Blu-ray Review: Even Villainous James Franco Can’t Save Dull ‘Homefront’

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CHICAGO – Jason Statham has become an amorphous blob in the action genre, but an amorphous blob who is his own archetype, nonetheless. With the “Expendables” movies he began to take the genre torch from Sylvester Stallone, and now working from a script by Stallone in “Homefront”, his Americanization is nearly certified. That being said, watching Jason Statham tattoo a bald eagle on himself might be more enjoyable than his latest addition to a bloated filmography, “Homefront”. That, or staging a debate with Stallone and Statham about gun control.

HollywoodChicago.com DVD rating: 2.0/5.0
Rating: 2.0/5.0

Screenwriter Stallone adapted a novel by Chuck Logan with intent on assembling an old fashioned tale of home security, with any and all genre connections welcome. In its final form, a film that could’ve had some grip as a small town thriller loses its tension before such seems like a possibility. On a more basic level, “Homefront” doesn’t have much muscle as a vehicle for Statham’s action abilities. Gary Fleder’s direction, more dedicated to B-roll of the open road than assembling a slick fight scene, takes the oomph out of its bursts of physical confrontation.

Why is James Franco in this thing? To say “just another art experiment” is snarky, but it’s also probably true. Playing a violent creature opposite Statham is certainly a new outfit for the multi-hyphenate, but even as a non-strongarm Franco’s take on villainy is cut short. One can see and accept that the point of his character is not to challenge the physical ability of Statham, but to create unease like Giovanni Ribisi’s evil rat versus Mark Wahlberg in “Contraband”. In this level, Franco & Statham don’t have any tension, which leaves “Homefront” slacking even as a potentially obscure Statham venture.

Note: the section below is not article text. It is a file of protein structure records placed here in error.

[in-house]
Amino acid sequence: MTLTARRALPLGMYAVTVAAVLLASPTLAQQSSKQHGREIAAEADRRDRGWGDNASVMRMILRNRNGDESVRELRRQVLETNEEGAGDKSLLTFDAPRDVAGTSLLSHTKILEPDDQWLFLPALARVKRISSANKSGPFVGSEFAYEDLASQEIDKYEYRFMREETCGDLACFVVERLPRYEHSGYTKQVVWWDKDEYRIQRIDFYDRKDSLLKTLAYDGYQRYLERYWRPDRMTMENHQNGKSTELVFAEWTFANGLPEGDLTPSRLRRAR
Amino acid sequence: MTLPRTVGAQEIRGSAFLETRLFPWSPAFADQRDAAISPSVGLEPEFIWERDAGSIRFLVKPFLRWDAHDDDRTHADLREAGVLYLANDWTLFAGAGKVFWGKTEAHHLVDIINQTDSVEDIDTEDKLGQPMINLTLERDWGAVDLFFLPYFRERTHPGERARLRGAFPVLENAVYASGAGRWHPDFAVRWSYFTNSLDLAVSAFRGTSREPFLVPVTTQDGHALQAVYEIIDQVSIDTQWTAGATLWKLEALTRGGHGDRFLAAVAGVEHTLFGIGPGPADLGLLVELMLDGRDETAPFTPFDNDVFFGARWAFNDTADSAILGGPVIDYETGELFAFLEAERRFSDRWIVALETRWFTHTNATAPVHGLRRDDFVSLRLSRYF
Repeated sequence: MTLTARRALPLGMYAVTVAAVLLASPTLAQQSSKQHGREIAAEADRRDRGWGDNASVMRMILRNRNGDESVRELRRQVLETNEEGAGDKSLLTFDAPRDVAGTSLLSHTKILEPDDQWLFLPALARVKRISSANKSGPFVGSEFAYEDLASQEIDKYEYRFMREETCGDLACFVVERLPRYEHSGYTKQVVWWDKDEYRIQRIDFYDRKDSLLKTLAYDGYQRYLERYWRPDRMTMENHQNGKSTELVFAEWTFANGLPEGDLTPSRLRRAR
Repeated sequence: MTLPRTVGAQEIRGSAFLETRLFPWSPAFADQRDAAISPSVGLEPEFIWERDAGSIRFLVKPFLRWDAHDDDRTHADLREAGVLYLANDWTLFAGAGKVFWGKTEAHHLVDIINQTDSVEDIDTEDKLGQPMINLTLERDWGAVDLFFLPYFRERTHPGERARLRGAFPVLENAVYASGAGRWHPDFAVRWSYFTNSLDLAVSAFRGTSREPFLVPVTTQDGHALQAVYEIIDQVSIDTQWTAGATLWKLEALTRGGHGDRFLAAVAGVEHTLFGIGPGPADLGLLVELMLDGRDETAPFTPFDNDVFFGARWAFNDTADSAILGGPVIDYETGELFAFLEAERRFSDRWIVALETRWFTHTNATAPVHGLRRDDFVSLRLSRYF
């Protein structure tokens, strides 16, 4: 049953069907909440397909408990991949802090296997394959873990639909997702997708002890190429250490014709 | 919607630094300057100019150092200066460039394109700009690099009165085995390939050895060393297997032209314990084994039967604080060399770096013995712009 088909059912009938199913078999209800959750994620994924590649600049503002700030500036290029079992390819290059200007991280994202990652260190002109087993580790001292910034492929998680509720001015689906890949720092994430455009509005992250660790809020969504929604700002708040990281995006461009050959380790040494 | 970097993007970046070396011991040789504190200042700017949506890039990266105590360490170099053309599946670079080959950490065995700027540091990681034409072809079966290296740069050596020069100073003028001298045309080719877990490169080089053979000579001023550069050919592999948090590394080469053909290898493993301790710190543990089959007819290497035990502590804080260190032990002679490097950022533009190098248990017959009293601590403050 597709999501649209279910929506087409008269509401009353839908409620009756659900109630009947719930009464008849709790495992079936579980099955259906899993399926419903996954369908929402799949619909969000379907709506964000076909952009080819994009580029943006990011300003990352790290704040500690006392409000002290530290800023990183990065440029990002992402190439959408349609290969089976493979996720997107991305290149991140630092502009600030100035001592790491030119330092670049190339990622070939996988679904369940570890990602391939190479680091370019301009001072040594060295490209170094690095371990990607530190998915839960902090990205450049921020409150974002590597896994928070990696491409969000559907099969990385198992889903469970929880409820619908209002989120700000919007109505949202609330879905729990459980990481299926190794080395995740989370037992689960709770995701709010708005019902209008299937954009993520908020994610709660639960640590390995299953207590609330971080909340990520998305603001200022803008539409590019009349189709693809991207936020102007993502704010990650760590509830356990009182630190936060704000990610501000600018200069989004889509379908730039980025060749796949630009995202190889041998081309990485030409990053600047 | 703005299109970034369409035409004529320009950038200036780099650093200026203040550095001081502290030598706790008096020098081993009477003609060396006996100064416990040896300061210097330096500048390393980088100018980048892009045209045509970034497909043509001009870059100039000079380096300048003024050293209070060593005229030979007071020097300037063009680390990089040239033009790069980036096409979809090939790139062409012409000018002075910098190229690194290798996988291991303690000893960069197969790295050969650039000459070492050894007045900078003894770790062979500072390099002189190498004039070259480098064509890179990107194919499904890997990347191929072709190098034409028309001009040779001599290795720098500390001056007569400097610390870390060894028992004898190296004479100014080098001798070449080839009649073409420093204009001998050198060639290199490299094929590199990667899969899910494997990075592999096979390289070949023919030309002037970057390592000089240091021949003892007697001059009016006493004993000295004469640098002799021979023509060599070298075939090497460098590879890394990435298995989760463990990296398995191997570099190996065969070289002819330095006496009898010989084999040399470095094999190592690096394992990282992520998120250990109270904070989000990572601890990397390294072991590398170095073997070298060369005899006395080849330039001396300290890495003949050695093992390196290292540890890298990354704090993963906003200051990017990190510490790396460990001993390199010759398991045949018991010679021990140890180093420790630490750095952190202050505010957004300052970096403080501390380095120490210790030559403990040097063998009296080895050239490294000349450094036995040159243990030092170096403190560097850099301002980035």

If you’re looking for a strong story about small-town justice, look to “Homefront’s” stronger 2013 twin, “Out of the Furnace”. Starring Christian Bale, Woody Harrelson, and Casey Affleck, this tale also about a community corrupted by meth hit DVD store shelves the same day as “Homefront”, and with a greater sense of pride. Harrelson’s grisly performance will certainly satisfy the deft amounts Francophiles will be left hanging by “Homefront”.

Nonetheless, the lack of enthusiasm inherent in “Homefront’s” story is matched by its special features collection, which dishes about eight minutes of deleted scenes and then a two-minute teaser. Titled “Standoff”, the special feature is only the battle of involved parties trying to keep up illusion of interest in making the film. Fleder, Franco, Stallone, and Statham share their brief takes on the story. It is the type of fluff that should only play in movie theater lobbies before people considering buying tickets. There is no sense in bringing home that special feature, or the equally dull action movie that comes with it.

Homefront was released on Blu-ray on March 11, 2014
"Homefront was released on Blu-ray on March 11, 2014
Photo credit: Courtesy of Universal

Synopsis:
“Homefront” is a modern western, set in a wild town corrupted by pop culture’s current favorite jam, meth. Its cowboy is the strangely-named Phil Broker, as played by Jason Statham, in one his more amorphous action roles. He’s a former DEA agent who tries to leave behind his previous career, but unintentionally gets into trouble when his daughter hits the son of an addicted local (played by Kate Bosworth). Creating a cycle of violence, she then sends her brother Gator (James Franco) to Broker’s house for some podunk payback.

Special Features:
o Standoff
o Deleted Scenes
o Digital HD Ultraviolet copy
o DVD copy

“Homefront” was released on Blu-ray on March 11, 2014.

By Nick Allen
Staff Writer
HollywoodChicago.com

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